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**Physics, Astronomy & Cosmology / Re: If the universe contained only one object, could that object move?**

« **on:**30/11/2008 11:23:00 »

This is quite an old question as has been alluded to already. It would not be the visulisation of the surroundings that much to do with the behaviour of your spacecraft. If it were just this you could be anywhere and simply close your eyes for the same effect :-) However I am sure this was not what was intended to be meant but more that you were to imagine that you and your craft were, effectively, the whole of matter within a (maybe) flat universe. As Lee implies, this may not be a possible allowable configuration with any physical validity, anymore than trying imagine the sound of one hand clapping. Nonetheless I suppose we can theorise (guess?).

In Quantum Electrodynamics (QED) Feynman proposed that action at a distance (fields) could be the sum of all interactions between objects in the universe. To get around the limitations of the speed of light he proposed a (normal) retarded wave and an advanced wave (going backward in time). Summing the relative effects of all these interactions gives a concept of inertia being related to all the other mass in the universe and potentially giving justification to Mach's principle. He only did the calculations for very simplistic cases, with some success, but I think got bored with the immensity of the mathematical task in trying to do it realistically. He believed it should be done, so for aspiring young theoretical physicists there is an opportunity...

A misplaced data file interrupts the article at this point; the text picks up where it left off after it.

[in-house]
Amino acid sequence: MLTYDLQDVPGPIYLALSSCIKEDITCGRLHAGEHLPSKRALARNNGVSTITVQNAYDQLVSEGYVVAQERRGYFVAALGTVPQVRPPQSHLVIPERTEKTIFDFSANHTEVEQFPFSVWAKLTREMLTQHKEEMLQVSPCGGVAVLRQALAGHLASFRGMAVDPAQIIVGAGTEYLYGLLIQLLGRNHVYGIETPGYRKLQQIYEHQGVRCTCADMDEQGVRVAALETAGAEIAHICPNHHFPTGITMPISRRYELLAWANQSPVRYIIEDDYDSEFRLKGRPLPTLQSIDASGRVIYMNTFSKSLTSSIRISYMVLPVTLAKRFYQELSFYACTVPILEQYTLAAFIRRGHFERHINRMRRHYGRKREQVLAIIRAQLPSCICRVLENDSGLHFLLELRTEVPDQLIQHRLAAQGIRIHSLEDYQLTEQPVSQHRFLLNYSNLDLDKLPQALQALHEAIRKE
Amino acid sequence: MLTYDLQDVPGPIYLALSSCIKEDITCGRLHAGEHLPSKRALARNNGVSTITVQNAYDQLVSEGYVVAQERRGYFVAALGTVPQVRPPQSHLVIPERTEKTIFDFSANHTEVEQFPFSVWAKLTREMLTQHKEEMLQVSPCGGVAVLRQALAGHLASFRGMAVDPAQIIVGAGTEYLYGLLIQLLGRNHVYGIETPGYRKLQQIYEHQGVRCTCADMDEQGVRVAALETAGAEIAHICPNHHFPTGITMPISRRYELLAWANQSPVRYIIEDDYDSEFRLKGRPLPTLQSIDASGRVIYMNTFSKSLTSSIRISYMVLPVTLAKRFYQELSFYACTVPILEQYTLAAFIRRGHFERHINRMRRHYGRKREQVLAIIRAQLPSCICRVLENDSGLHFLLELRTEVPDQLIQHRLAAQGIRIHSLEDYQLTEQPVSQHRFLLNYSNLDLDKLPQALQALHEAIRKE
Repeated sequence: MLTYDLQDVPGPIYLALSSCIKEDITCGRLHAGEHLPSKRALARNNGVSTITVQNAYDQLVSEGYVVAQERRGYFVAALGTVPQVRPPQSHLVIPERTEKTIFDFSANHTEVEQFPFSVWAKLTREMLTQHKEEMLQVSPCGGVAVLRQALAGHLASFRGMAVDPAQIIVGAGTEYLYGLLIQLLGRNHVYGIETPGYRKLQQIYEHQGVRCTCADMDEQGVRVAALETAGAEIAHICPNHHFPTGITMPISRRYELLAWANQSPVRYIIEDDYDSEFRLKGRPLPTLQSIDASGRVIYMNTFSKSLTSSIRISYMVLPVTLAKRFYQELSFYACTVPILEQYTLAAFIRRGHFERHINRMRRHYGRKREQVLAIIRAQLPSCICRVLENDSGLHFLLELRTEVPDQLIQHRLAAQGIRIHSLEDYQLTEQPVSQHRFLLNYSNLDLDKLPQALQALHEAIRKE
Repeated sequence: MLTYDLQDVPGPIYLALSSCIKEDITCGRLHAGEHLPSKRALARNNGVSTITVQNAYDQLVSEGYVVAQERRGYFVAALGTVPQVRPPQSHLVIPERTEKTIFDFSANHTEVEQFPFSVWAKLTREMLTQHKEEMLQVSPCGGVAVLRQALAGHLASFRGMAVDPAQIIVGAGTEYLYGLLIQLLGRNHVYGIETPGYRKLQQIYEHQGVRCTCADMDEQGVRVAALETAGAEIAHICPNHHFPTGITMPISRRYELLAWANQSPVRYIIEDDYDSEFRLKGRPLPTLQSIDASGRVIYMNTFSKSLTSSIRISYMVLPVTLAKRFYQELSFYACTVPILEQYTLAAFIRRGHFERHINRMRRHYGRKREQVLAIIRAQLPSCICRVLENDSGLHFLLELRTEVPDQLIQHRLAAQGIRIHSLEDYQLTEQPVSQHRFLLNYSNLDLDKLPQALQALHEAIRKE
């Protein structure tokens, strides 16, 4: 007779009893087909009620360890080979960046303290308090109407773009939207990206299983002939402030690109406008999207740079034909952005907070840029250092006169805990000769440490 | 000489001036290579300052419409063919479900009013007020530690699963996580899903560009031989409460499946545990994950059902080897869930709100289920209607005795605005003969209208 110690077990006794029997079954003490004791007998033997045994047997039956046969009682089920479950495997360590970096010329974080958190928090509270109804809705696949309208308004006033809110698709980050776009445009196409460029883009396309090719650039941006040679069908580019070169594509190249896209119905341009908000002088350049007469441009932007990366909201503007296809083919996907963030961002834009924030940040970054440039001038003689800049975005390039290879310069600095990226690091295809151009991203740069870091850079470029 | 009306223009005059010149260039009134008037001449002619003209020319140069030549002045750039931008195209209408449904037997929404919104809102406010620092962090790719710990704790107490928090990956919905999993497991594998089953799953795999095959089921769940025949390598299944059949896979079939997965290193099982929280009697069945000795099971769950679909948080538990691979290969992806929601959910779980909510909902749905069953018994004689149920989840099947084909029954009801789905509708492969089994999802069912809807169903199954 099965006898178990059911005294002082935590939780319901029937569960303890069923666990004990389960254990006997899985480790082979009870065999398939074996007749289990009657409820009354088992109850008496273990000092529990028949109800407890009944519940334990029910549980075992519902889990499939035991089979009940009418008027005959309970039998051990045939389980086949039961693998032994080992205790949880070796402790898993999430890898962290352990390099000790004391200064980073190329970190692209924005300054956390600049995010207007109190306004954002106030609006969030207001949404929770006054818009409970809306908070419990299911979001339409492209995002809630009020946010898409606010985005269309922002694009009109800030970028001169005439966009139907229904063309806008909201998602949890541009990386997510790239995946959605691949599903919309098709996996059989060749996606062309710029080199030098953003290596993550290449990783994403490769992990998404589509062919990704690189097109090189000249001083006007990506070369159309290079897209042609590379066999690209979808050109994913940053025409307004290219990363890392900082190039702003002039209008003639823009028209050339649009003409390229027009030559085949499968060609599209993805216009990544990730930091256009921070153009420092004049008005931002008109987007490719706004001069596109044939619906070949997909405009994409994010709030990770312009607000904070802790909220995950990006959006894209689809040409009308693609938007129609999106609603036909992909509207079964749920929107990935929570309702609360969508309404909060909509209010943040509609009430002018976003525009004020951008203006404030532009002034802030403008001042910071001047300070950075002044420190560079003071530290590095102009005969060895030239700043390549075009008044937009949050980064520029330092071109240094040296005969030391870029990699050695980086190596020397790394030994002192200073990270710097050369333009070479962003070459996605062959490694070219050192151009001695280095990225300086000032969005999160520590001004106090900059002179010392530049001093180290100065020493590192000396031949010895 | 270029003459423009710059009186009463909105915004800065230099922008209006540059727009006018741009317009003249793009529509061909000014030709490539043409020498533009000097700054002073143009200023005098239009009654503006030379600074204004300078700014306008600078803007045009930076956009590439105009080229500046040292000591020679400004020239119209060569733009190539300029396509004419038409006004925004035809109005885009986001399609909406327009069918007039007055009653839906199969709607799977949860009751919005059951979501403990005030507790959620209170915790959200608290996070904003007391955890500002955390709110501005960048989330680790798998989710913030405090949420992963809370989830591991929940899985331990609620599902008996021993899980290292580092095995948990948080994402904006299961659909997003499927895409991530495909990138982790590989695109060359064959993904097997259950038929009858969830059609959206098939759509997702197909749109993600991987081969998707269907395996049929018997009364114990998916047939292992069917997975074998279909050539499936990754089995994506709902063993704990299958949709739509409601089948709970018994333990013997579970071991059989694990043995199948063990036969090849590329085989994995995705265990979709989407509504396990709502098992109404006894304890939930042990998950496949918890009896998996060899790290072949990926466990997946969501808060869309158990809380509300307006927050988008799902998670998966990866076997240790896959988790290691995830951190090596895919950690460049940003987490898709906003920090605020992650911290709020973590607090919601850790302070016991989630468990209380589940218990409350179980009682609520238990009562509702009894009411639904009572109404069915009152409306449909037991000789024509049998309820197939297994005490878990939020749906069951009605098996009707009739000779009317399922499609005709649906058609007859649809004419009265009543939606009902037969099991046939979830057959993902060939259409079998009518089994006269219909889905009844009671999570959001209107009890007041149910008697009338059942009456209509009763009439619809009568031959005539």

The result for the loan spacecraft would be that the laws of physics would have different constants from what we experience in our universe. I imagine that (if it was possible for us or some thinking entity) to exist, that objects would have much less mass (even objects within the spacecraft) or, if you like, inertia. But there would be some because we are not talking about a single solitary particle so all the particles would still be interacting with the others in the craft.

This kind of addresses another thread on the site about what is inertia. It is, according to this theory, related to all the other mass in the universe.

In Quantum Electrodynamics (QED) Feynman proposed that action at a distance (fields) could be the sum of all interactions between objects in the universe. To get around the limitations of the speed of light he proposed a (normal) retarded wave and an advanced wave (going backward in time). Summing the relative effects of all these interactions gives a concept of inertia being related to all the other mass in the universe and potentially giving justification to Mach's principle. He only did the calculations for very simplistic cases, with some success, but I think got bored with the immensity of the mathematical task in trying to do it realistically. He believed it should be done, so for aspiring young theoretical physicists there is an opportunity...

The result for the loan spacecraft would be that the laws of physics would have different constants from what we experience in our universe. I imagine that (if it was possible for us or some thinking entity) to exist, that objects would have much less mass (even objects within the spacecraft) or, if you like, inertia. But there would be some because we are not talking about a single solitary particle so all the particles would still be interacting with the others in the craft.

This kind of addresses another thread on the site about what is inertia. It is, according to this theory, related to all the other mass in the universe.

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